AncientPages.com - A unique ancient monument built during, the late Second Ancient Turkic Qaghanate, has been discovered in eastern Mongolia by archeologists from Osaka University, Japan and the Institute of History and Archaeology of the Mongolian Academy of Sciences.
The excavations, led by Professor Takashi Osawa at Osaka University , lasted three years from 2015 to 2017 and revealed ancient ruins of a complex consisting of the stone sarcophagus at the center of the mound, where a deceased person might be placed, is surrounded by 14 stone pillars with Turkic inscriptions.
According to Takashi Osawa, the “monument will reveal that power relationships of rulers in the east area of the Turkic Qaghanate and their territories as well as their political and military relationships with Mongolian tribes, such as the Khitan, Tatabi, and Tatar.
Illustration of a ritual conducted around the monument (drawn by former director of the National Museum of Mongolian History) (September 2016) (credit: Osaka University and Institute of History and Archaeology, Mongolian Academy of Science)
“In addition, the arrangement of these stone pillars on the plateau will also provide important information for discussing the religious ideas and world outlook of the ancient nomads.”
Dated to the 8th century, the inscriptions are the largest Turkic inscriptions, discovered in Mongolia, are arranged in a square on the steppe called Dongoin shire, where the unique monument ruins remain.
Researchers say it was the center of the eastern area of the ancient Turkic Qaghanate, of which location was not known from materials written in Chinese and Turkic texts.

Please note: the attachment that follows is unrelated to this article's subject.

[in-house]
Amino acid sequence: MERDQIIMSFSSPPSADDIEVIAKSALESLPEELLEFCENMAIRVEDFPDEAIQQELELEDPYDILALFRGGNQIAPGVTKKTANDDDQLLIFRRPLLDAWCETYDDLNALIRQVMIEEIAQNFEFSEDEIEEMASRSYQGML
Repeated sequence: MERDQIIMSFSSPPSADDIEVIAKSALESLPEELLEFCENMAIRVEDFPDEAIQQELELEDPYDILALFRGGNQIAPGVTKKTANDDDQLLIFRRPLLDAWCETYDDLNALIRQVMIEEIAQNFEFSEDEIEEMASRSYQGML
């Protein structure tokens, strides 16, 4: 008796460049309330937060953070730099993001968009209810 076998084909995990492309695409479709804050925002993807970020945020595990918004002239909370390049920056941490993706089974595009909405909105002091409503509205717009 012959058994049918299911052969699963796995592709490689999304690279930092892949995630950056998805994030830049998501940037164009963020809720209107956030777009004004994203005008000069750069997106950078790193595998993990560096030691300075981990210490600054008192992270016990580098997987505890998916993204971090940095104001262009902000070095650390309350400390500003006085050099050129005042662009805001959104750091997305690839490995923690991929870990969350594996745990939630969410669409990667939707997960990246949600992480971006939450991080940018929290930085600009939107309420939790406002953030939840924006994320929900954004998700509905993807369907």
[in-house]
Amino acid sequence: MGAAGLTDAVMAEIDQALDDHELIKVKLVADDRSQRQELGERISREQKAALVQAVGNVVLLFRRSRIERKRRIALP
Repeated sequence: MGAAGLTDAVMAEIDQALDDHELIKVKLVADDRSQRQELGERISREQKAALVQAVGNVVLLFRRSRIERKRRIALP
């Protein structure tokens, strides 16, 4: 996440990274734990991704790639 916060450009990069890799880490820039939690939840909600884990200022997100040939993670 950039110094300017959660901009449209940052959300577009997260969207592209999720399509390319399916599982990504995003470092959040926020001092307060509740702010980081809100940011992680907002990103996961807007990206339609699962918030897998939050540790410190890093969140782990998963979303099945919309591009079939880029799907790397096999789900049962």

Drone aerial shot of the ancient Turkish ruins on Dongoin shiree. (North at the top.) Segments of the inscriptions and sarcophagus excavated from the hole at the center of the ruins can be seen. (September 2016) (credit: Osaka University and Institute of History and Archaeology, Mongolian Academy of Science)
The inscriptions have been deciphered and suggest the sarcophagus belonged to Yabgu (viceroy), which was the highest ranking just behind Qaghan, during the reign of Bilge Qaghan (716-734 AD) of the Second Turkic Qaghanate.
Conventional map showing places of ancient Turkic inscriptions and ruins on the Mongolian Plateau (credit: Takashi OSAWA)
It was also found that the Yabgu became a Tölis-Shad (Royalty of the East), a commander in chief and highest administrative officer, in eastern Mongolia during the reign of Tengri Qaghan (734-741 AD).
NOTE: Qaghan (or Khagan) is a title of imperial rank in the Turkic and Mongolian languages equal to the status of emperor, and is someone who rules a Qaghanate or Khaganate (empire).
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